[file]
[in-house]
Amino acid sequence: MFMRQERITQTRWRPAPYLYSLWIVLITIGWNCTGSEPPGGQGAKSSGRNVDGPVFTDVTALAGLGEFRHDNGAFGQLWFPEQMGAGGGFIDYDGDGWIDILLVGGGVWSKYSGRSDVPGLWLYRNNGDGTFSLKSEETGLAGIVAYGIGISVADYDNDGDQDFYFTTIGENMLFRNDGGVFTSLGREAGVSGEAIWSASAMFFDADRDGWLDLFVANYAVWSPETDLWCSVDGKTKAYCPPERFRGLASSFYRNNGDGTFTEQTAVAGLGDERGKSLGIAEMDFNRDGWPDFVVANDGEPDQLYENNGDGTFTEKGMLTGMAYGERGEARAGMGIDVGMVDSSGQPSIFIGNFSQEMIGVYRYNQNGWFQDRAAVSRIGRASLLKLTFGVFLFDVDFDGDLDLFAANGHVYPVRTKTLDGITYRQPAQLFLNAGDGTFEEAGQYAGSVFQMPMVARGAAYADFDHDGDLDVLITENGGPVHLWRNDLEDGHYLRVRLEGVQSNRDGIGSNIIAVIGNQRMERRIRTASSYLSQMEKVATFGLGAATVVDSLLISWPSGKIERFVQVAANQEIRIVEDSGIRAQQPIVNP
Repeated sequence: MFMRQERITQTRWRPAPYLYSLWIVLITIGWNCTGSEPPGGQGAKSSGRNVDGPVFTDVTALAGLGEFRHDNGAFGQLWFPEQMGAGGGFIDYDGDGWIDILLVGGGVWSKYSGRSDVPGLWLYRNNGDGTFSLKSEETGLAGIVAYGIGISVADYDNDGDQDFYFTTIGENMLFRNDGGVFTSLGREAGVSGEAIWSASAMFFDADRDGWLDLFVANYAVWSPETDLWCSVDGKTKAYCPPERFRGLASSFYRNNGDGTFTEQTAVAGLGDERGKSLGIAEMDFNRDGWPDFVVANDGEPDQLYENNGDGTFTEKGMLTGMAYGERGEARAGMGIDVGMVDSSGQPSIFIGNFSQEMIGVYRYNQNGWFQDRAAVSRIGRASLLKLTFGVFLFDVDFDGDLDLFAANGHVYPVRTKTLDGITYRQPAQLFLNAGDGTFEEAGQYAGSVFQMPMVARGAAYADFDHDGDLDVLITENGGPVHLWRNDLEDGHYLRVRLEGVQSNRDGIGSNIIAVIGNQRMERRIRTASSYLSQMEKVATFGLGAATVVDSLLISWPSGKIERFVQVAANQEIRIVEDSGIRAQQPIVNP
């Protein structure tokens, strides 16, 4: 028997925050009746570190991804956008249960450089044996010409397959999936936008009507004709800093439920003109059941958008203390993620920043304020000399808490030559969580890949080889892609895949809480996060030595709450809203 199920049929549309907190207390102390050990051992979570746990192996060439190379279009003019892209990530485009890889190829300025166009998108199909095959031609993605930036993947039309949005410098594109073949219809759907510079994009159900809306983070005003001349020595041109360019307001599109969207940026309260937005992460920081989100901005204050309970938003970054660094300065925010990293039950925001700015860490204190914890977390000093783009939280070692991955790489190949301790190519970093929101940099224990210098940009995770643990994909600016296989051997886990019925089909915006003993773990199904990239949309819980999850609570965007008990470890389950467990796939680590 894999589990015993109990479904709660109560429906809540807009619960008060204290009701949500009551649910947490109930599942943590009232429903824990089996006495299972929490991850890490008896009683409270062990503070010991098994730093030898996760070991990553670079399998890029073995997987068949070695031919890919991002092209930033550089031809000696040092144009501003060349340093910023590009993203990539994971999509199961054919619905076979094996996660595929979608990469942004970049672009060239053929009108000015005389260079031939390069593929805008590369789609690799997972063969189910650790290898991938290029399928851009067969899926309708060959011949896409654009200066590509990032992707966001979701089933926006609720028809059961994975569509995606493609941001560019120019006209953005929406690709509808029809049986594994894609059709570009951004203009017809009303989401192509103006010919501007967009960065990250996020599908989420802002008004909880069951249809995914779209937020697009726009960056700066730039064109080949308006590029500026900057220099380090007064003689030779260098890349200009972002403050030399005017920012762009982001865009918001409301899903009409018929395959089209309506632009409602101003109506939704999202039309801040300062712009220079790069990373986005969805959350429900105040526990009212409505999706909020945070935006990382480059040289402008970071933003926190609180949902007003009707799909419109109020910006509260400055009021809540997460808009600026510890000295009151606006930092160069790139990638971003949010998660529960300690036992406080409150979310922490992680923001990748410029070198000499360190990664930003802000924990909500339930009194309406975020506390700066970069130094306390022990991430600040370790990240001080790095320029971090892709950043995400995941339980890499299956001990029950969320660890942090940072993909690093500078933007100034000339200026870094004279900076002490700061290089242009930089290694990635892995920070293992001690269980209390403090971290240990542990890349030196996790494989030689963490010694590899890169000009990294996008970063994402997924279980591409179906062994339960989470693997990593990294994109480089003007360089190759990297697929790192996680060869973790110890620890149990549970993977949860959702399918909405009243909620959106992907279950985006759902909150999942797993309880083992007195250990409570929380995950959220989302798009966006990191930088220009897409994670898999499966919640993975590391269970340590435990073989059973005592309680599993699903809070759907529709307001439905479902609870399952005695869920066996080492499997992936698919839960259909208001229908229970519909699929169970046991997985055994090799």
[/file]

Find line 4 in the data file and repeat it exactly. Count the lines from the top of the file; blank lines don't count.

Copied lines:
């Protein structure tokens, strides 16, 4: 028997925050009746570190991804956008249960450089044996010409397959999936936008009507004709800093439920003109059941958008203390993620920043304020000399808490030559969580890949080889892609895949809480996060030595709450809203 199920049929549309907190207390102390050990051992979570746990192996060439190379279009003019892209990530485009890889190829300025166009998108199909095959031609993605930036993947039309949005410098594109073949219809759907510079994009159900809306983070005003001349020595041109360019307001599109969207940026309260937005992460920081989100901005204050309970938003970054660094300065925010990293039950925001700015860490204190914890977390000093783009939280070692991955790489190949301790190519970093929101940099224990210098940009995770643990994909600016296989051997886990019925089909915006003993773990199904990239949309819980999850609570965007008990470890389950467990796939680590 894999589990015993109990479904709660109560429906809540807009619960008060204290009701949500009551649910947490109930599942943590009232429903824990089996006495299972929490991850890490008896009683409270062990503070010991098994730093030898996760070991990553670079399998890029073995997987068949070695031919890919991002092209930033550089031809000696040092144009501003060349340093910023590009993203990539994971999509199961054919619905076979094996996660595929979608990469942004970049672009060239053929009108000015005389260079031939390069593929805008590369789609690799997972063969189910650790290898991938290029399928851009067969899926309708060959011949896409654009200066590509990032992707966001979701089933926006609720028809059961994975569509995606493609941001560019120019006209953005929406690709509808029809049986594994894609059709570009951004203009017809009303989401192509103006010919501007967009960065990250996020599908989420802002008004909880069951249809995914779209937020697009726009960056700066730039064109080949308006590029500026900057220099380090007064003689030779260098890349200009972002403050030399005017920012762009982001865009918001409301899903009409018929395959089209309506632009409602101003109506939704999202039309801040300062712009220079790069990373986005969805959350429900105040526990009212409505999706909020945070935006990382480059040289402008970071933003926190609180949902007003009707799909419109109020910006509260400055009021809540997460808009600026510890000295009151606006930092160069790139990638971003949010998660529960300690036992406080409150979310922490992680923001990748410029070198000499360190990664930003802000924990909500339930009194309406975020506390700066970069130094306390022990991430600040370790990240001080790095320029971090892709950043995400995941339980890499299956001990029950969320660890942090940072993909690093500078933007100034000339200026870094004279900076002490700061290089242009930089290694990635892995920070293992001690269980209390403090971290240990542990890349030196996790494989030689963490010694590899890169000009990294996008970063994402997924279980591409179906062994339960989470693997990593990294994109480089003007360089190759990297697929790192996680060869973790110890620890149990549970993977949860959702399918909405009243909620959106992907279950985006759902909150999942797993309880083992007195250990409570929380995950959220989302798009966006990191930088220009897409994670898999499966919640993975590391269970340590435990073989059973005592309680599993699903809070759907529709307001439905479902609870399952005695869920066996080492499997992936698919839960259909208001229908229970519909699929169970046991997985055994090799």